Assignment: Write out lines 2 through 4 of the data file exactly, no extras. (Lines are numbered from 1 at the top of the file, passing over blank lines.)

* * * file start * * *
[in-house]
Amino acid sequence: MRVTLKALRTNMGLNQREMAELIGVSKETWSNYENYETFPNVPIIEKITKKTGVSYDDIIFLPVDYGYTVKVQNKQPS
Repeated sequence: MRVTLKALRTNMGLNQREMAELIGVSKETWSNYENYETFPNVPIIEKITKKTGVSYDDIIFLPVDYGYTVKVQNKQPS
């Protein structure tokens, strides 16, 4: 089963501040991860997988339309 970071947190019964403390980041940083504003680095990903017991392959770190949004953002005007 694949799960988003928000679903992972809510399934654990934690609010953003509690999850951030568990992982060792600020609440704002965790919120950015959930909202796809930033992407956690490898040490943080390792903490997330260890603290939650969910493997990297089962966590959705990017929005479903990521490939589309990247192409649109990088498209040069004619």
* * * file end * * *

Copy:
Amino acid sequence: MRVTLKALRTNMGLNQREMAELIGVSKETWSNYENYETFPNVPIIEKITKKTGVSYDDIIFLPVDYGYTVKVQNKQPS
Repeated sequence: MRVTLKALRTNMGLNQREMAELIGVSKETWSNYENYETFPNVPIIEKITKKTGVSYDDIIFLPVDYGYTVKVQNKQPS
């Protein structure tokens, strides 16, 4: 089963501040991860997988339309 970071947190019964403390980041940083504003680095990903017991392959770190949004953002005007 694949799960988003928000679903992972809510399934654990934690609010953003509690999850951030568990992982060792600020609440704002965790919120950015959930909202796809930033992407956690490898040490943080390792903490997330260890603290939650969910493997990297089962966590959705990017929005479903990521490939589309990247192409649109990088498209040069004619």